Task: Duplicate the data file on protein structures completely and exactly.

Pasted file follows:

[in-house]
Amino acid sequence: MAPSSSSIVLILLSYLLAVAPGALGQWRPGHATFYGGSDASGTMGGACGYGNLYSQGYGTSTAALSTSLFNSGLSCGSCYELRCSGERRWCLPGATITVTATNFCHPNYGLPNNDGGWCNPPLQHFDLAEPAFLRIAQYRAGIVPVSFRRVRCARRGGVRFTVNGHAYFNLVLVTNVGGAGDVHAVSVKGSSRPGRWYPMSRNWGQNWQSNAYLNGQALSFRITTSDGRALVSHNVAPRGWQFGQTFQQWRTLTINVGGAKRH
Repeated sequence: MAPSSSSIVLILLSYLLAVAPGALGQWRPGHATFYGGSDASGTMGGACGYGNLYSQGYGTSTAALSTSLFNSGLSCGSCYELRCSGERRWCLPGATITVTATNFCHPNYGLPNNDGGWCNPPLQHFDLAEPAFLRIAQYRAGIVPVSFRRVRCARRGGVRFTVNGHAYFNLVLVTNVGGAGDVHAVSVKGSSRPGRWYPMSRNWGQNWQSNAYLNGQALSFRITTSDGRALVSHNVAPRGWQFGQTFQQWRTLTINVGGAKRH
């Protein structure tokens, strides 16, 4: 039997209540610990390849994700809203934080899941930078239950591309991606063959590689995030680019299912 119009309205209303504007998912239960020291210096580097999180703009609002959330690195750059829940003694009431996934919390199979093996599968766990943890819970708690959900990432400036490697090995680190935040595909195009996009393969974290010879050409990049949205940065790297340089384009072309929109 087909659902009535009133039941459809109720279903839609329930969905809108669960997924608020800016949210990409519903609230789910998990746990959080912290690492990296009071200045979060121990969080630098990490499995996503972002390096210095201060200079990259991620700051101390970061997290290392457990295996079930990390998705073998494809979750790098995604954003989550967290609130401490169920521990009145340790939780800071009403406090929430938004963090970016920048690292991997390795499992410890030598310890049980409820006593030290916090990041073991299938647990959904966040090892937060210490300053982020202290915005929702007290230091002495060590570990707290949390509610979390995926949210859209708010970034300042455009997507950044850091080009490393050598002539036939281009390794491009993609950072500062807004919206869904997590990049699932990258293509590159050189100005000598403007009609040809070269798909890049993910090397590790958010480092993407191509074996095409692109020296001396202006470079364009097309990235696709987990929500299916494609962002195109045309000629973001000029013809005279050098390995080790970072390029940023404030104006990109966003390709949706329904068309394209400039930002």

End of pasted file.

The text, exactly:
[in-house]
Amino acid sequence: MAPSSSSIVLILLSYLLAVAPGALGQWRPGHATFYGGSDASGTMGGACGYGNLYSQGYGTSTAALSTSLFNSGLSCGSCYELRCSGERRWCLPGATITVTATNFCHPNYGLPNNDGGWCNPPLQHFDLAEPAFLRIAQYRAGIVPVSFRRVRCARRGGVRFTVNGHAYFNLVLVTNVGGAGDVHAVSVKGSSRPGRWYPMSRNWGQNWQSNAYLNGQALSFRITTSDGRALVSHNVAPRGWQFGQTFQQWRTLTINVGGAKRH
Repeated sequence: MAPSSSSIVLILLSYLLAVAPGALGQWRPGHATFYGGSDASGTMGGACGYGNLYSQGYGTSTAALSTSLFNSGLSCGSCYELRCSGERRWCLPGATITVTATNFCHPNYGLPNNDGGWCNPPLQHFDLAEPAFLRIAQYRAGIVPVSFRRVRCARRGGVRFTVNGHAYFNLVLVTNVGGAGDVHAVSVKGSSRPGRWYPMSRNWGQNWQSNAYLNGQALSFRITTSDGRALVSHNVAPRGWQFGQTFQQWRTLTINVGGAKRH
């Protein structure tokens, strides 16, 4: 039997209540610990390849994700809203934080899941930078239950591309991606063959590689995030680019299912 119009309205209303504007998912239960020291210096580097999180703009609002959330690195750059829940003694009431996934919390199979093996599968766990943890819970708690959900990432400036490697090995680190935040595909195009996009393969974290010879050409990049949205940065790297340089384009072309929109 087909659902009535009133039941459809109720279903839609329930969905809108669960997924608020800016949210990409519903609230789910998990746990959080912290690492990296009071200045979060121990969080630098990490499995996503972002390096210095201060200079990259991620700051101390970061997290290392457990295996079930990390998705073998494809979750790098995604954003989550967290609130401490169920521990009145340790939780800071009403406090929430938004963090970016920048690292991997390795499992410890030598310890049980409820006593030290916090990041073991299938647990959904966040090892937060210490300053982020202290915005929702007290230091002495060590570990707290949390509610979390995926949210859209708010970034300042455009997507950044850091080009490393050598002539036939281009390794491009993609950072500062807004919206869904997590990049699932990258293509590159050189100005000598403007009609040809070269798909890049993910090397590790958010480092993407191509074996095409692109020296001396202006470079364009097309990235696709987990929500299916494609962002195109045309000629973001000029013809005279050098390995080790970072390029940023404030104006990109966003390709949706329904068309394209400039930002």